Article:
The early days of the Covid-19 pandemic felt like a mix of shock and wonder - scores of people losing their lives and livelihoods; far-reaching restrictions of movement; inner cities and cultural life shutting down; but also new government expenditures of impressive proportions, at least some of which to support people's livelihoods; new community efforts to support people who were shielding or self-isolating; quiet streets on which cycling finally felt safe.
Things were happening fast, so I decided to set up a collaborative online document to track economic, social and environmental policies in response to Covid-19 and invited a bunch of friends and colleagues from different countries to contribute.
Luckily several of them were interested, and soon the idea came up to use this information we were collecting for a short policy brief to compare what was happening around the world and assess it from a 'doughnut economics' perspective: to what extent did government responses to Covid-19 point into a direction compatible with a good life within planetary boundaries?
To write a coherent piece, we needed a comparative framework, and that's how we came up with this set of 10 principles to build back better following Covid-19. To create the first version of these principles, I looked at various ecological economics frameworks and sets of criteria that they had defined for alternative social, economic and environmental goals. Kate's doughnut was one of them, and it turned out to be one of the most useful ones due to its clarity and simplicity.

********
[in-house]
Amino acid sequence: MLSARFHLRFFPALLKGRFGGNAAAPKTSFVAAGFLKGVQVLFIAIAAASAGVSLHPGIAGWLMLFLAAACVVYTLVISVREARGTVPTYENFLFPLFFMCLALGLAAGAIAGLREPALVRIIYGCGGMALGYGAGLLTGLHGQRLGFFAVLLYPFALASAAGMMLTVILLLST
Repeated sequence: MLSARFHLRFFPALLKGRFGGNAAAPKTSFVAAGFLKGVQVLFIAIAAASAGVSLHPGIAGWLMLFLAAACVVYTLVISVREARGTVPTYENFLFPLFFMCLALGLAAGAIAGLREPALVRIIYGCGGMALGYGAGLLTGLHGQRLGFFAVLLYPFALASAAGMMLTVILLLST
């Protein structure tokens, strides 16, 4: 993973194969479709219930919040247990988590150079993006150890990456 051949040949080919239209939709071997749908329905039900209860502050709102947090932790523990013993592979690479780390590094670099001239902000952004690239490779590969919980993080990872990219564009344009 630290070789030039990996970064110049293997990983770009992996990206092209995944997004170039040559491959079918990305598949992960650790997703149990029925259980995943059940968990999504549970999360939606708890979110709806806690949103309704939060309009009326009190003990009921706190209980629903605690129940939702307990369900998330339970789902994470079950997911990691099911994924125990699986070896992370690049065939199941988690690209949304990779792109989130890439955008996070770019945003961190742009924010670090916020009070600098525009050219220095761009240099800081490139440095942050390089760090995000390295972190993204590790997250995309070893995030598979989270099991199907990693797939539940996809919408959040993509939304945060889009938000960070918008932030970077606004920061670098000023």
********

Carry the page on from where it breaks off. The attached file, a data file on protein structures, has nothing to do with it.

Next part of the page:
The first principle in our set is the doughnut economics demand to deprioritise GDP and instead focus on needs satisfaction and staying within planetary boundaries. Principles 2-6 summarise ecological and social foundation goals of the doughnut, and principles 7-10 are a set of additional 'how to' principles that we thought were important to characterise governance processes that can support the shift towards an alternative economy.
We were also fortunate to have had inspiring input from Katherine Trebeck, Amanda Janoo and other colleagues from the Wellbeing Economy Alliance (WEAll) in this process, and even more fortunate for them to agree to publish the piece as a WEAll Briefing Paper. Many thanks also again to everyone else who contributed to the policy tracker and the policy brief, which you can find on the WEAll website here: